WHITE HOUSE ECONOMIC ADVISER PAUL VOLCKER: The meeting wasn't public, so it can be broadly understood. He emphasized the importance of obviously getting sustainability of the economic recovery, which we hope and believe started in the third quarter. But we've got to move to an economy that can produce more jobs. I think that means to be sustained over a period of time, he emphasized strongly this morning, we need to improve our export ability and capacity. That means more manufacturing. There was discussion of the importance of infrastructure. And there was considerable discussion of how can we take advantage of, so to speak, of the need for a green economy, where we do a lot of the innovation. But can we build upon the innovation that's a strength of the united states into actual production. and there was considerable talk about retrofitting buildings, save a lot of energy, at the same time give some jobs.
BARTIROMO: This is a really interesting point. Everyone's looking at the economy trying to figure out where the jobs come from next. Let me ask you, going into 2010, with cap and trade on the table and health care spending and most people expecting higher interest rates, do you think policies need to be changed in order to incentivize companies to actually create these jobs?
VOLCKER: I think in those three areas I talked about, particularly in the area of retrofitting, I mention that because that's an area you might generate quite a few jobs among the people that are not now employed. It doesn't take new technology. It doesn't take anything new and innovative, it takes the energy to get done more rapidly. what's already being done on a small scale can be done more rapidly on a big scale.
BARTIROMO: What is your sense of where we are right now? We had the GDP report out on Friday showing 3.5% growth. Was that largely government spending, or do you think this is sustainable? How do you see things right now?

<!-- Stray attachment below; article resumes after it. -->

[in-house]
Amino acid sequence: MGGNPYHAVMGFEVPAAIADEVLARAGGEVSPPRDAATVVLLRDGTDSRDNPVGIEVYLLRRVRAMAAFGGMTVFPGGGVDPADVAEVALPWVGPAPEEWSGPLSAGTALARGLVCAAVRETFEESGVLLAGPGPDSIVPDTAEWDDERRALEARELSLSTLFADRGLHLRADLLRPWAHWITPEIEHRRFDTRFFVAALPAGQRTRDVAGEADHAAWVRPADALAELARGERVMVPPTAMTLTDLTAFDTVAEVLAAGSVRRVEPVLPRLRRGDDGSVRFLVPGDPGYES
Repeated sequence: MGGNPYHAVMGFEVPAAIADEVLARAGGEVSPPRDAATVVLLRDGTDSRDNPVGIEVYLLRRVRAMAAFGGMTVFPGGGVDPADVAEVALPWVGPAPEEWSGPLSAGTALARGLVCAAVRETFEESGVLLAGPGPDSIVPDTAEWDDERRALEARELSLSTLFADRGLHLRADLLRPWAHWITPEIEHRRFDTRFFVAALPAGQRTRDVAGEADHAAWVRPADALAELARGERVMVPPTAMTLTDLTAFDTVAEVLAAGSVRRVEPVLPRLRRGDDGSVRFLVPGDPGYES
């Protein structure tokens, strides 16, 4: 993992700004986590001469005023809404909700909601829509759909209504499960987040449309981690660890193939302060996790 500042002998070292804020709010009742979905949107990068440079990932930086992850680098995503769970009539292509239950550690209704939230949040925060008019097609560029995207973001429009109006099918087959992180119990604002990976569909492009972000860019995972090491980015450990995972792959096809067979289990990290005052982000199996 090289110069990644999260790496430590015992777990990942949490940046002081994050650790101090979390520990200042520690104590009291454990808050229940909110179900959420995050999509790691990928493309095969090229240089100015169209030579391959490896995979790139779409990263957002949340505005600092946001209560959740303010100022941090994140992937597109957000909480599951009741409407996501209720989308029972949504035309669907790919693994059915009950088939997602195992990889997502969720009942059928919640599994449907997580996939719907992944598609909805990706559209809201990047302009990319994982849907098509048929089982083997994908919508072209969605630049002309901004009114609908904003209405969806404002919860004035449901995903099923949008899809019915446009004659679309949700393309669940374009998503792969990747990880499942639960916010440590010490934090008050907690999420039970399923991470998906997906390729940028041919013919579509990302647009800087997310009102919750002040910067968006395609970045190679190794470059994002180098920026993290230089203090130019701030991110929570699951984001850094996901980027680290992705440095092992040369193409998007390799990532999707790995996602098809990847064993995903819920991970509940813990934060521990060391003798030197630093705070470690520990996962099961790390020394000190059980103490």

VOLCKER: I think the stimulus program contributed to it. it was not largely government spending in a technical sense. We had the inventory picture changed because inventories have been reduced rapidly in the earlier quarters and not being reduced now. Certainly not at the same speed. housing is at the bottom. It showed a little recovery. so you have a variety of forces, recovery and investment. Things that were down. But we're still very near the bottom.
BARTIROMO: Exactly. Today we had more evidence of that with CIT group declaring bankruptcy. do you think that will have an impact given that it's such an important lender to the retail sector?
VOLCKER: I am not an expert on CIT I think they tried very hard to make this as smooth as you can possibly make it, and CIT will remain in business and continue their important function.
BARTIROMO: I was reading about your comments recently as far as commercial banks versus investment banks. Do you think we should be treating the banks as utilities, pure lenders and not in the business of investment banking?
VOLCKER: Pure lenders is an exaggeration of what I'm saying. I think the banks are the core of the financial system and they should pay attention to their knitting, which is taking deposits, making loans, moving money around, helping people invest their money, do some underwriting. They've got plenty of things to keep them busy.
BARTIROMO: Would you like to see a separation of some of the riskier?
VOLCKER: I would like to see speculative capital markets stuff done in the capital markets and the banks do their business.
BARTIROMO: Tell me how you would like to see financial reform.
VOLCKER: I need to make a speech, and then I'll tell you.